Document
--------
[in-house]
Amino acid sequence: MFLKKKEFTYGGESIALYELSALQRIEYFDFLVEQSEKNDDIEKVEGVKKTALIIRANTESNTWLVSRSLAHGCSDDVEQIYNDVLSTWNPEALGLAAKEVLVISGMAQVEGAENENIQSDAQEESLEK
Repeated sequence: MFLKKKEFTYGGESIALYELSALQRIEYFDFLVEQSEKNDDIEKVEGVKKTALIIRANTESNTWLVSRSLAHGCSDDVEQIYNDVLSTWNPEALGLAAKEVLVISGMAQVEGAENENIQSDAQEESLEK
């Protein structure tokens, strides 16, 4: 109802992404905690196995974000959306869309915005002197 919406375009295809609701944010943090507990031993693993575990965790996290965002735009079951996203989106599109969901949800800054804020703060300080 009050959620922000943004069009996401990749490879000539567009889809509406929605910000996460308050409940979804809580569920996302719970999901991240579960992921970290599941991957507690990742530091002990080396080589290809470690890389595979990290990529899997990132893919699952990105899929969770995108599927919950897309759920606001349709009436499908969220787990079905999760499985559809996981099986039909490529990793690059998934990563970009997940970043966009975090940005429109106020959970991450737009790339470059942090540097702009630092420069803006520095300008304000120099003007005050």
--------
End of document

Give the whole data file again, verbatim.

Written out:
[in-house]
Amino acid sequence: MFLKKKEFTYGGESIALYELSALQRIEYFDFLVEQSEKNDDIEKVEGVKKTALIIRANTESNTWLVSRSLAHGCSDDVEQIYNDVLSTWNPEALGLAAKEVLVISGMAQVEGAENENIQSDAQEESLEK
Repeated sequence: MFLKKKEFTYGGESIALYELSALQRIEYFDFLVEQSEKNDDIEKVEGVKKTALIIRANTESNTWLVSRSLAHGCSDDVEQIYNDVLSTWNPEALGLAAKEVLVISGMAQVEGAENENIQSDAQEESLEK
């Protein structure tokens, strides 16, 4: 109802992404905690196995974000959306869309915005002197 919406375009295809609701944010943090507990031993693993575990965790996290965002735009079951996203989106599109969901949800800054804020703060300080 009050959620922000943004069009996401990749490879000539567009889809509406929605910000996460308050409940979804809580569920996302719970999901991240579960992921970290599941991957507690990742530091002990080396080589290809470690890389595979990290990529899997990132893919699952990105899929969770995108599927919950897309759920606001349709009436499908969220787990079905999760499985559809996981099986039909490529990793690059998934990563970009997940970043966009975090940005429109106020959970991450737009790339470059942090540097702009630092420069803006520095300008304000120099003007005050």